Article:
# the Free Software Foundation, either version 3 of the License, or
# (at your option) any later version.
#
# This program is distributed in the hope that it will be useful,
# but WITHOUT ANY WARRANTY; without even the implied warranty of
# MERCHANTABILITY or FITNESS FOR A PARTICULAR PURPOSE.  See the
# GNU General Public License for more details.
#
# You should have received a copy of the GNU General Public License
# along with this program.  If not, see <http://www.gnu.org/licenses/>.

WALLPAPERS_FOLDER=/home/path/to/your/wallpapers
REFRESH_INTERVAL=$((5 * 60)) # change every 5 minutes
MODE="zoom" # one between none, centered, wallpaper, scaled, stretched, zoom, spanned

# Changes the desktop background, and moves it to the "shown" folder so that it's
# not shown again before all wallpapers in the folder have been used.
# arg1 the file name of the file to be set as new background; must be in the
#      current folder
function change_wallpaper() {
  mv $1 shown
  gsettings set org.gnome.desktop.background picture-uri file://$WALLPAPERS_FOLDER/shown/$1
  gsettings set org.gnome.desktop.background picture-options $MODE
}

# Echoes the next wallpaper to be set, picked at random among images in the
# configured folder
function get_next_wallpaper() {
  find . -maxdepth 1 -type f -name "*.png" -o -name "*.jpg" -o -name "*.gif" -o -name "*.jpeg"| shuf -n 1
}

mkdir -p $WALLPAPERS_FOLDER/shown
cd $WALLPAPERS_FOLDER

while true; do
  NEXT_WP=$(get_next_wallpaper)
  
  # have we used all wallpapers?
  if [[ "$NEXT_WP" == "" ]]; then
    # yes, chdir to shown, and move them all back to the parent folder
    cd shown
    # move them to parent folder
    find . -maxdepth 1 -type f -name "*.png" -o -name "*.jpg" -o -name "*.gif" -o -name "*.jpeg" | xargs mv -t ..
    cd ..

    # check again
    NEXT_WP=$(get_next_wallpaper)

    if [[ "$NEXT_WP" == "" ]]; then
      echo "no wallpapers found in $WALLPAPERS_FOLDER, will check again in $REFRESH_INTERVAL seconds..."
      sleep $REFRESH_INTERVAL
      continue
    fi
  fi
  
  echo "changing background to $NEXT_WP"
  change_wallpaper $NEXT_WP
  sleep $REFRESH_INTERVAL
done

As always, I’ve also added this to my pastebin.

Save it as wallpaper_changer.sh, make it executable

chmod +x wallpaper_changer.sh

and add it to your “Startup applications” list, which can be found in Ubuntu’s main menu (the one you use to log out/shut down the computer), or can be brought up from a terminal using

gnome-session-properties

Click “Add”, use whatever name you want and browse to the wallpaper_changer.sh script (wherever you’ve saved it).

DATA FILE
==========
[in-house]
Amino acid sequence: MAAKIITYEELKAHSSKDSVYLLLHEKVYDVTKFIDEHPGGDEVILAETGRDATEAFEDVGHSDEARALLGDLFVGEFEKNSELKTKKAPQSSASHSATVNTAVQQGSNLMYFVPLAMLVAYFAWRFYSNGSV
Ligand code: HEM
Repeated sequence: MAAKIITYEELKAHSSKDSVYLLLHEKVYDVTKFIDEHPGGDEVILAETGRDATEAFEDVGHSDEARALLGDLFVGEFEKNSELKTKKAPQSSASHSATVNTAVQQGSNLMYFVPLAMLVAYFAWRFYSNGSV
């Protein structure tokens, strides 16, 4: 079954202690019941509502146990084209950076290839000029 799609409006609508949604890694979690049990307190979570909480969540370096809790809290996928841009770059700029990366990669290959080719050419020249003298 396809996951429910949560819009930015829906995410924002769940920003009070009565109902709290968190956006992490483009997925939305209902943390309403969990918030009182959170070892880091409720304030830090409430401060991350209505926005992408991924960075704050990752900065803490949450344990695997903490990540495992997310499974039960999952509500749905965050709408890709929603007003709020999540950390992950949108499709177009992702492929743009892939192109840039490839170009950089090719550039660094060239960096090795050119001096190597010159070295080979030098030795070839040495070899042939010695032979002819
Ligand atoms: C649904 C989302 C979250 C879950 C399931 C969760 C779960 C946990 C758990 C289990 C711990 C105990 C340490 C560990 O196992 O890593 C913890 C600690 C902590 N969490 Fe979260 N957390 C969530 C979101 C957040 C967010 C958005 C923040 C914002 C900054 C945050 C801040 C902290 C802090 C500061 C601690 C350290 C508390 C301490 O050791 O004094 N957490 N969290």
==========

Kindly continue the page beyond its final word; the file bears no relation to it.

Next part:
Sometimes I found that “Startup applications” doesn’t work: make sure that after having added your script and closed the window you can see an entry called wallpaper_changer.sh.desktop in the output of

ls -l ~/.config/autostart

If it’s not there, remove the entry and try again (I know, I know. The alternative is to fiddle with Upstart or init.d so if you want a GUI, that’s better than nothing!)

You can also change the effect to apply to your wallpapers at line 23 in the script.

Enjoy your new desktops! 🙂

Create a list of movies to watch with Python and Urlist

I usually like to keep lists of movies to watch, books to read, games to play on Google Keep, mainly because it comes with a widget that looks nice on my phone. Its sharing capabilities though are, well, nonexistent. Yes, you can email a list with a bullet point for each entry but it ends there.

Since I wanted to share a list of movies to watch with my wife, I resorted to Urlist. It’s a neat, straight-to-the-point tool that’s good for sharing links with friends, collaborators, anybody.

I wish they had an API available, so that this post could have been about a tool that automatically creates lists for you (heck, I could even write a simple chrome extension!), but so far there’s none.

Our list is going to have, for every entry, the vote that the movie got on IMDB, a brief summary of its plot and cast. If any of them attracts your SO’s attention, (s)he can just click to see further info about the movie 🙂

The script requires BeautifulSoup and Requests, 2 awesome libraries to scrape the web.

To install them, you can use either pip:

sudo pip install beautifulsoup4 requests

or easy_install:

sudo easy_install beautifulsoup4 requests

Create the list on Urlist, launch the script:

python scrape_IMDB.py

and for every movie you want to add:

  1. search it on IMDB
  2. copy the URL
  3. paste the URL on Urlist to add an entry
  4. paste the URL on the console where the script is running
  5. copy the output of the script
  6. back to Urlist, hit edit and paste what you copied

Here’s the script (you can download it from pastebin):

from bs4 import BeautifulSoup
import requests

done = False

while not done:
  try:
    url = raw_input("IMDB URL: ")

    # get the IMDB page
    r = requests.get(url)
    data = r.text

    # and parse it with BeautifulSoup
    soup = BeautifulSoup(data)

    # the td containing what we're looking for
    td = soup.find('td', {'id': 'overview-top'})
    rating = td.find('div', {'class': 'star-box-giga-star'}).string
    plot = td.find('p', {'itemprop': 'description'}).string
    # the div containing the main actors in the cast
    actors = td.find('div', {'itemprop': 'actors'})
    stars = ', '.join([actor.string for actor in actors.find_all('span', {'class': 'itemprop', 'itemprop': 'name'})])

    print '*%s* - %s. %s' % (rating.strip(), stars, plot)
  except KeyboardInterrupt:
    done = True
print
print 'bye!'

It’s super simple! It gets the page, finds the HTML source for what we’re looking for, and prints it out as formatted text that’s good for Urlist.

The way you find items with BeautifulSoup is relatively similar to what you do with jQuery: you look for elements in the DOM that contain what you’re looking for (to find what they are, just use your browser’s inspector… on Chrome, right click on the text and choose “Inspect element…” to see where it is in the DOM), and manipulate them as strings or arrays of strings.

Easy enough!